I don't have as much experience with Sound Forge, which is a professional audio editor. However, if your needs go beyond any of the basic techniques we've examined here, and you don't balk at its $350 price, this product is worth looking at.
My experiments with USB-based audio recording were surprisingly poor. I'm sure someone makes a good USB device, but my trusty Belkin Components' Belkin USB VideoBus II just wasn't up to the task. I tried to use this device in both Windows Movie Maker and Easy CD Creator's Spin Doctor utility, but in both cases the quality of the resulting files was unsatisfactory, with a lot of distortion. I'm not sure why the results were poor; movies I've recorded with the VideoBus device have acceptable sound. I'll keep looking into USB-based audio recording.
I don't have much to say about Macintosh-based analog audio recording because my two Macs—a Apple Computer's 2001 iBook and a flat-panel iMac—lack Audio In capabilities. Interestingly, Apple has corrected this situation with the eMac and the new Power Mac models the company introduced just last week. These products are the first Apple systems in quite some time to include Audio In ports, so other Mac owners will have to purchase some type of third-party add-on. I selected Griffin Technology's iMic, which is supposed to be excellent, but I haven't had a chance to test it. I'll report about this product in the future. The iMic also works with PCs, and I'm interested in getting a handle on USB-based audio recording.
2. NEWS AND VIEWS
(An irreverent look at some of the week's Connected Home news, contributed by Paul Thurrott and Keith Furman)
Last week, Microsoft announced that Xbox Live, the company's online gaming network, will go live on November 15, the console's 1-year anniversary. The network will debut much later than Microsoft had originally hoped; it was supposed to launch within 6 months of the Xbox's release. But on November 15, gamers will be able to purchase a $50 online kit that will include a headset microphone, a 1-year subscription to Xbox Live, and software that lets the console's built-in network adapter access a broadband Internet connection. In an attempt to preempt Microsoft, Sony will release a network adapter for the PlayStation 2 on August 27. The PlayStation 2 network adapter will let users play games online, but gaming-network development will be up to individual game publishers.
Despite rumors of its demise, the Iomega Zip Drive is apparently still around, and the company just announced an upgraded version that bumps up its storage space to 750MB. Iomega's popular floppy-disk replacement hasn't been in the limelight much these days because of low-cost alternatives such as CD-R and CD-RW drives, but Iomega hopes to regain the Zip drive's appeal with the new 750 model. The new product can read and write old 100MB and 250MB disks as well as new 750MB disks. The drive is available with a USB 2.0 connection and will support FireWire in the near future.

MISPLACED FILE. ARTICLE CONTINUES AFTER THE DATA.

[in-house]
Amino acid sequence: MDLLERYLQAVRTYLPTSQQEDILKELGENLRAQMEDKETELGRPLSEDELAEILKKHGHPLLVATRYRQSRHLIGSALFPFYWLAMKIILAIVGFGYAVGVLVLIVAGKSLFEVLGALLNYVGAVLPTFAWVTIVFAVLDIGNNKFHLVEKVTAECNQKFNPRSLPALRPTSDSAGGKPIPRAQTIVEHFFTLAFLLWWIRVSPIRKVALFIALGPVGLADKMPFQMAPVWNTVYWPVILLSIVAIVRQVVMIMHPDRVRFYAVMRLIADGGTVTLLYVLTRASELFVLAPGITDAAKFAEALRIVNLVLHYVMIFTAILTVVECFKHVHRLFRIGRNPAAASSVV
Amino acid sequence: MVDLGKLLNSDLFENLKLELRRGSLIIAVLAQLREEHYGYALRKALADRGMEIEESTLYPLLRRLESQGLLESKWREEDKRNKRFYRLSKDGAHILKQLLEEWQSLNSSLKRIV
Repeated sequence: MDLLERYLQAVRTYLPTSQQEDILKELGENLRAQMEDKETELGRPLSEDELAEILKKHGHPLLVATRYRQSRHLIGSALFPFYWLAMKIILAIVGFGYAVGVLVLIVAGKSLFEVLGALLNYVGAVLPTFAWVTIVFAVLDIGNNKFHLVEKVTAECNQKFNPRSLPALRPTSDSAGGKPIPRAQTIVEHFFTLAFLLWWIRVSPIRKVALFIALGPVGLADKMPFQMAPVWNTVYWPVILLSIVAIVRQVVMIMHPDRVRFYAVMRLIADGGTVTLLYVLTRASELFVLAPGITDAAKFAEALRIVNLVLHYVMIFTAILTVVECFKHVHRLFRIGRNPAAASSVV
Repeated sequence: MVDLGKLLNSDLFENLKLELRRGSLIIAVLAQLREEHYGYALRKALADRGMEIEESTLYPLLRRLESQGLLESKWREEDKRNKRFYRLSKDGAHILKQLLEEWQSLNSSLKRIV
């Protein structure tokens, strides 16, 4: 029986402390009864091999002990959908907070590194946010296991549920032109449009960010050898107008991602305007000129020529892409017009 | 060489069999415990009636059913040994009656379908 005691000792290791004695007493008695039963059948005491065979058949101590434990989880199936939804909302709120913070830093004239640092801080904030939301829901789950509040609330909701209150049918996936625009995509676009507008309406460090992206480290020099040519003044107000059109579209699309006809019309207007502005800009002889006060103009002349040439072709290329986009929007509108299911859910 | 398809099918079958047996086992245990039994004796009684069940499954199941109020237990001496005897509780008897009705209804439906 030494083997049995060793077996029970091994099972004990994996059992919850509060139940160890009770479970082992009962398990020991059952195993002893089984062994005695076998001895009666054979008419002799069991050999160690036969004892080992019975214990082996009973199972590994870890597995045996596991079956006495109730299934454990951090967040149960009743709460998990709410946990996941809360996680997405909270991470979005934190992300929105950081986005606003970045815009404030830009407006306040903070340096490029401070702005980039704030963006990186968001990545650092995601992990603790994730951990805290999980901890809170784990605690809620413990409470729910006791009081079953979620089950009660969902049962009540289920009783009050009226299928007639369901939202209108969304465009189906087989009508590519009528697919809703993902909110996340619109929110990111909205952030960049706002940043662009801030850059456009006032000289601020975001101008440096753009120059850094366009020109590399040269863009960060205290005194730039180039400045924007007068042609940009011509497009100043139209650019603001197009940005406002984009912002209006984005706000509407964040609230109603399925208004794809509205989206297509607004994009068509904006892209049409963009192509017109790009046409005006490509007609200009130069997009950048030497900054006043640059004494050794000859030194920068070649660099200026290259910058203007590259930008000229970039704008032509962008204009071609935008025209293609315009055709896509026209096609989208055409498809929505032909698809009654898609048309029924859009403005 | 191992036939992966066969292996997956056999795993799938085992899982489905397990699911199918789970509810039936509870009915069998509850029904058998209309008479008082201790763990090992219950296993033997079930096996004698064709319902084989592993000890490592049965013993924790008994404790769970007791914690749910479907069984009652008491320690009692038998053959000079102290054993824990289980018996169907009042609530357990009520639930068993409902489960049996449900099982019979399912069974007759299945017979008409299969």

Thanks to a recent judicial ruling, people of all ages can continue to enjoy playing violent video games. Last week, a federal appellate court upheld a lower-court ruling that video-game publishers can't be held responsible for a 1997 Kentucky school shooting. Parents sued several video-game publishers because they believed that the video games inspired the shooting. But remember, folks, video games don't kill people—people kill people.
Just about everyone has a cell phone, but these versatile tools will soon serve yet another purpose: portable photo albums. Instead of keeping photos of your children in your wallet, you might soon be storing photos on your cell phone. Phones with picture-storing capabilities have been available in Japan for a while and are just starting to become popular in Europe. US cell-phone carriers are beginning to market the new phones, complete with the ability to send pictures from your phone to other phones. We have a suggestion, though: Simultaneously talking on your phone, viewing photos, and driving a car is strongly discouraged.
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4. QUICK POLL
The voting has closed in Connected Home Online's nonscientific Quick Poll for the question, "Do you own a high-definition TV (HDTV)" Here are the results (+/-2 percent) from the 245 votes:
- 27% Yes - 40% No, but I'm planning to buy one - 34% No, and I'm not planning to buy one